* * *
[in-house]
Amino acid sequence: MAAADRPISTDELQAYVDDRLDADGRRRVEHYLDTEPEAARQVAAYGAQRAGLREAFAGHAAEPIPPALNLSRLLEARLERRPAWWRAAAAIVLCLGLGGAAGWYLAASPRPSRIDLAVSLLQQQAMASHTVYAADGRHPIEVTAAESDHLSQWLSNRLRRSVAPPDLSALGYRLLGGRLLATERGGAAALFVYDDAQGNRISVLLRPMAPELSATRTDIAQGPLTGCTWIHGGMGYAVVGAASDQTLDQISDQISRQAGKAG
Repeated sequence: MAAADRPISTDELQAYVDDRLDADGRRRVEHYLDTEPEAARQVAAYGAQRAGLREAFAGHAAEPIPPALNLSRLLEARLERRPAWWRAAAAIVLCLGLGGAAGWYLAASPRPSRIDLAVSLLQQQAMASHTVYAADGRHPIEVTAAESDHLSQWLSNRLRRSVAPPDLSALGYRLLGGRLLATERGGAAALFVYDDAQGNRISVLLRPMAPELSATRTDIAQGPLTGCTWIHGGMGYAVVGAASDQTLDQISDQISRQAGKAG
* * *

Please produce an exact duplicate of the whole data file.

[in-house]
Amino acid sequence: MAAADRPISTDELQAYVDDRLDADGRRRVEHYLDTEPEAARQVAAYGAQRAGLREAFAGHAAEPIPPALNLSRLLEARLERRPAWWRAAAAIVLCLGLGGAAGWYLAASPRPSRIDLAVSLLQQQAMASHTVYAADGRHPIEVTAAESDHLSQWLSNRLRRSVAPPDLSALGYRLLGGRLLATERGGAAALFVYDDAQGNRISVLLRPMAPELSATRTDIAQGPLTGCTWIHGGMGYAVVGAASDQTLDQISDQISRQAGKAG
Repeated sequence: MAAADRPISTDELQAYVDDRLDADGRRRVEHYLDTEPEAARQVAAYGAQRAGLREAFAGHAAEPIPPALNLSRLLEARLERRPAWWRAAAAIVLCLGLGGAAGWYLAASPRPSRIDLAVSLLQQQAMASHTVYAADGRHPIEVTAAESDHLSQWLSNRLRRSVAPPDLSALGYRLLGGRLLATERGGAAALFVYDDAQGNRISVLLRPMAPELSATRTDIAQGPLTGCTWIHGGMGYAVVGAASDQTLDQISDQISRQAGKAG